Video shot from drones yields details about changing landslide on California’s Big Sur coast

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On October 12, 2017, USGS unmanned aerial systems collected video footage of the Mud Creek landslide, which buried California State Highway 1 under a third-of-a-mile-wide mass of rock and dirt on May 20, 2017.

USGS scientists have been monitoring the slide by transforming photos shot from an airplane into 3D maps. They applied the same software to the October 12, 2017 unmanned aerial systems (UAS, also known as "drone") footage, producing detailed views of how the slide mass has changed. The scientists share their findings with the California Department of Transportation (Caltrans) to help that agency assess the slide and plan reconstruction of Highway 1. USGS will continue collecting drone footage of the Mud Creek landslide to supplement broader coverage provided by photos shot during airplane flights along the central California coast.

"Warmer" colors of reds, oranges, and yellows show loss of elevation, up to 4 meters lost (dark red); "cooler" colors of blues and purples show a gain in elevation, up to 4 meters gained (purple). Some of the gains and losses on the landslide are attributed to Caltrans’ heavy equipment moving sediment and boulders as they grade the landslide material in preparation for Highway 1 reconstruction. Some of the loss (red colors) of elevation, right in the middle of the slide and at the water's edge, is due to erosion by wave activity.

A man wearing a hard hat navigates a drone toward a landing target with GPS equipment in the background.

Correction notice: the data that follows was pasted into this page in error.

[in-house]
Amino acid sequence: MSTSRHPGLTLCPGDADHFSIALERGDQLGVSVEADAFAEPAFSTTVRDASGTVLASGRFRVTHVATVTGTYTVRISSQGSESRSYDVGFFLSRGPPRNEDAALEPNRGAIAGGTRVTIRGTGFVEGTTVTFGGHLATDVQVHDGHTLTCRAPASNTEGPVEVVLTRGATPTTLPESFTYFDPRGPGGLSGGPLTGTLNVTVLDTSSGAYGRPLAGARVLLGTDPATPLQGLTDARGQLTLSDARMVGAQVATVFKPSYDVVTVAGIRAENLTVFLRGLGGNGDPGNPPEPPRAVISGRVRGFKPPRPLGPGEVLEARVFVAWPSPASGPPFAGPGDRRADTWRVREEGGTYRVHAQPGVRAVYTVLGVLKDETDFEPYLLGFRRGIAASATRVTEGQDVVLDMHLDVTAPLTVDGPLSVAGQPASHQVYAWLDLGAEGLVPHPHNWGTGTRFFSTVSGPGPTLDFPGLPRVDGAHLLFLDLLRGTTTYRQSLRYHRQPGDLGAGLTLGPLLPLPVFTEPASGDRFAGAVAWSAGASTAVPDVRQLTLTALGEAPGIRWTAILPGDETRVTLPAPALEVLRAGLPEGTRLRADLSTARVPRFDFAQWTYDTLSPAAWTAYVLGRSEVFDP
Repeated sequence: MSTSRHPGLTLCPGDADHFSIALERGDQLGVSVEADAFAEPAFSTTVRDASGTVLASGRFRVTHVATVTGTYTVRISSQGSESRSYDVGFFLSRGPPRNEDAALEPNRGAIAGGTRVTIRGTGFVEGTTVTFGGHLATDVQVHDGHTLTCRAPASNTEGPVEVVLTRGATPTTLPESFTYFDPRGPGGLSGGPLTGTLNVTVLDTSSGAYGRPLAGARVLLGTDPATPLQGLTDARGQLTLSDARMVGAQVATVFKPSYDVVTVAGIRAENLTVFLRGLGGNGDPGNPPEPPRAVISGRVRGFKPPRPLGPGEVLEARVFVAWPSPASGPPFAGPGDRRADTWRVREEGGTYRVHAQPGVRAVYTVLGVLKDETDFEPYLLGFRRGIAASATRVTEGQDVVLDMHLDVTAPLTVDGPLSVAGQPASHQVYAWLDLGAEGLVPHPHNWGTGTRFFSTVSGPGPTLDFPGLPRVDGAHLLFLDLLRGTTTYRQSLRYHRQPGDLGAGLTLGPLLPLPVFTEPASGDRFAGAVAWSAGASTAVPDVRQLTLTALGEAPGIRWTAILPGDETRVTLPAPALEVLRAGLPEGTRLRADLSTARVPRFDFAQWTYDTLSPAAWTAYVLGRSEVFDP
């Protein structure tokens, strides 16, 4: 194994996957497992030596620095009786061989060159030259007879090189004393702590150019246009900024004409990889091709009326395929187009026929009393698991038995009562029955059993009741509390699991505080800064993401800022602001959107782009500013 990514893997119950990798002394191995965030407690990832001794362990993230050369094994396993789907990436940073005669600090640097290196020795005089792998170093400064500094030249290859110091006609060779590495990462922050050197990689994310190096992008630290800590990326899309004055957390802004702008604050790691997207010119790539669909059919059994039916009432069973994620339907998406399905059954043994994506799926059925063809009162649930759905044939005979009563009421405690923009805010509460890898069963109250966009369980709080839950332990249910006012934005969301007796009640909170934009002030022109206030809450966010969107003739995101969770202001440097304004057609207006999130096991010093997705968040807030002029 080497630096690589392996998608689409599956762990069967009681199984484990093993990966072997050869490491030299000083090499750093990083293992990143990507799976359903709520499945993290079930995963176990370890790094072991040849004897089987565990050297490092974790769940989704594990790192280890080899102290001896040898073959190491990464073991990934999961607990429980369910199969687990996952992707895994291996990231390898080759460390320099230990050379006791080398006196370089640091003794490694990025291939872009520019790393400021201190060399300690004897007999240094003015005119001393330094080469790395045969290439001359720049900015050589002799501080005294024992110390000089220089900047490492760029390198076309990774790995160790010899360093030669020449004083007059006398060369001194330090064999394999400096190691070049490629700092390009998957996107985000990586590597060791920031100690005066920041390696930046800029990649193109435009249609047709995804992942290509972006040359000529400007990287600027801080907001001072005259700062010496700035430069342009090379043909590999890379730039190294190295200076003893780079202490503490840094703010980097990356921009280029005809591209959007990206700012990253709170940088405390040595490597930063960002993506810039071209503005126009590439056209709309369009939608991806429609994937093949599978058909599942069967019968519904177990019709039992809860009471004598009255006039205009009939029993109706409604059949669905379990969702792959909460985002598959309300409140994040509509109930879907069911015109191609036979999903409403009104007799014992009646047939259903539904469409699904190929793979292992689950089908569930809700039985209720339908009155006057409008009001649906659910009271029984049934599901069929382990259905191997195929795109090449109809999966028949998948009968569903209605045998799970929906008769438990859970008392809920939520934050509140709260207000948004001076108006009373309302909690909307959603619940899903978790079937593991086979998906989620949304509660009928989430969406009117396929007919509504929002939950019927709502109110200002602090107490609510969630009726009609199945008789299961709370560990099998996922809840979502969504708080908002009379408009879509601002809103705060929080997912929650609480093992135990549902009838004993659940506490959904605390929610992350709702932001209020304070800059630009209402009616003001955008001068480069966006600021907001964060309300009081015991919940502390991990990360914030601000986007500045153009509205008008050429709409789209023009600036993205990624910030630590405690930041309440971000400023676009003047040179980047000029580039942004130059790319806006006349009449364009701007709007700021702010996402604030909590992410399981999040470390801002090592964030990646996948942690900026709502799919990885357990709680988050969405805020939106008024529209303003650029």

Josh Logan, a physical scientist at the USGS Pacific Coastal and Marine Science Center in Santa Cruz, California, operates the UAS on the Mud Creek landslide on October 12, 2017. Credit: Shawn Harrison, USGS

A series of images showing a steep cliff along the coast from two different dates and the change between them.

View 1 looks east, straight at the landslide from out over the ocean.

 

A series of images showing a steep cliff along the coast from two different dates and the change between them.

View 2 looking northeast

A series of images showing a steep cliff along the coast from two different dates and the change between them.

View 3 looking southeast

 

Example of UAS video footage of Mud Creek landslide from July 2017

USGS Mendenhall researcher Shawn Harrison took this video from an unmanned aerial system (UAS) on July 19, 2017. USGS drone footage shows the slide from many angles. It points out buried and unburied parts of Highway 1, as well as new roads built across the slide for monitoring purposes. Harrison works with Jon Warrick of the USGS Pacific Coastal and Marine Science Center. Public domain.

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